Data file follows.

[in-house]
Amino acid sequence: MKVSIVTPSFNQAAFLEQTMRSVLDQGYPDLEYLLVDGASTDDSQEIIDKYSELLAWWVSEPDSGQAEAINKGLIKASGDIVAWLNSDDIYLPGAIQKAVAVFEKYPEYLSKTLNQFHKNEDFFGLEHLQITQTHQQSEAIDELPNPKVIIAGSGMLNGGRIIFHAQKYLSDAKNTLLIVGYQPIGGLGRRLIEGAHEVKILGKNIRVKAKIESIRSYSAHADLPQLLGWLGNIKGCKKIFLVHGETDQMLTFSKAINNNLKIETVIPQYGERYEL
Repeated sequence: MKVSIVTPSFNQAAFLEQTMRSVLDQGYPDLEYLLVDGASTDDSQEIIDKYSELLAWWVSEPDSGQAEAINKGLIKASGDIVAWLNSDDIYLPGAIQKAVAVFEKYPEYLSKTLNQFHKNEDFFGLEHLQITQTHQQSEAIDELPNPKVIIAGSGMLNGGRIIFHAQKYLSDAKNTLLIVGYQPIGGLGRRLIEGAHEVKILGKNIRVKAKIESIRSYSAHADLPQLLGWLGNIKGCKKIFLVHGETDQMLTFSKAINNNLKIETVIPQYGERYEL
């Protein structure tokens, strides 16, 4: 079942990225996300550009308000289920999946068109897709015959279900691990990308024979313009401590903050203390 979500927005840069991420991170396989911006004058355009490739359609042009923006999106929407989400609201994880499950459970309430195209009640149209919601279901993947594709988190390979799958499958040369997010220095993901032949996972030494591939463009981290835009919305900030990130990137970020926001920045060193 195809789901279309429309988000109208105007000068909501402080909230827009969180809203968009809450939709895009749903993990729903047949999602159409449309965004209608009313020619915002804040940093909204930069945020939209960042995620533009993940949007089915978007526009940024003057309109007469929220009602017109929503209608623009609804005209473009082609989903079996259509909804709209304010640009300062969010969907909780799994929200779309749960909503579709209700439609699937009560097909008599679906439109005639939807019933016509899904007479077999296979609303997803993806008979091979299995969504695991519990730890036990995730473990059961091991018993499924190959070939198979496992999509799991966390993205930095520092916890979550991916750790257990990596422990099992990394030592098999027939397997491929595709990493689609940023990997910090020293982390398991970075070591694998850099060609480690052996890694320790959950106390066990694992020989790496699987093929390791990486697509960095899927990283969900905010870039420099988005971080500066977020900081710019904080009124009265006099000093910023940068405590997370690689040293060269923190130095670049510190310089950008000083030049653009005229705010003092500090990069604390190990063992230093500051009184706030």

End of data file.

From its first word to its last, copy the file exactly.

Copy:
[in-house]
Amino acid sequence: MKVSIVTPSFNQAAFLEQTMRSVLDQGYPDLEYLLVDGASTDDSQEIIDKYSELLAWWVSEPDSGQAEAINKGLIKASGDIVAWLNSDDIYLPGAIQKAVAVFEKYPEYLSKTLNQFHKNEDFFGLEHLQITQTHQQSEAIDELPNPKVIIAGSGMLNGGRIIFHAQKYLSDAKNTLLIVGYQPIGGLGRRLIEGAHEVKILGKNIRVKAKIESIRSYSAHADLPQLLGWLGNIKGCKKIFLVHGETDQMLTFSKAINNNLKIETVIPQYGERYEL
Repeated sequence: MKVSIVTPSFNQAAFLEQTMRSVLDQGYPDLEYLLVDGASTDDSQEIIDKYSELLAWWVSEPDSGQAEAINKGLIKASGDIVAWLNSDDIYLPGAIQKAVAVFEKYPEYLSKTLNQFHKNEDFFGLEHLQITQTHQQSEAIDELPNPKVIIAGSGMLNGGRIIFHAQKYLSDAKNTLLIVGYQPIGGLGRRLIEGAHEVKILGKNIRVKAKIESIRSYSAHADLPQLLGWLGNIKGCKKIFLVHGETDQMLTFSKAINNNLKIETVIPQYGERYEL
């Protein structure tokens, strides 16, 4: 079942990225996300550009308000289920999946068109897709015959279900691990990308024979313009401590903050203390 979500927005840069991420991170396989911006004058355009490739359609042009923006999106929407989400609201994880499950459970309430195209009640149209919601279901993947594709988190390979799958499958040369997010220095993901032949996972030494591939463009981290835009919305900030990130990137970020926001920045060193 195809789901279309429309988000109208105007000068909501402080909230827009969180809203968009809450939709895009749903993990729903047949999602159409449309965004209608009313020619915002804040940093909204930069945020939209960042995620533009993940949007089915978007526009940024003057309109007469929220009602017109929503209608623009609804005209473009082609989903079996259509909804709209304010640009300062969010969907909780799994929200779309749960909503579709209700439609699937009560097909008599679906439109005639939807019933016509899904007479077999296979609303997803993806008979091979299995969504695991519990730890036990995730473990059961091991018993499924190959070939198979496992999509799991966390993205930095520092916890979550991916750790257990990596422990099992990394030592098999027939397997491929595709990493689609940023990997910090020293982390398991970075070591694998850099060609480690052996890694320790959950106390066990694992020989790496699987093929390791990486697509960095899927990283969900905010870039420099988005971080500066977020900081710019904080009124009265006099000093910023940068405590997370690689040293060269923190130095670049510190310089950008000083030049653009005229705010003092500090990069604390190990063992230093500051009184706030």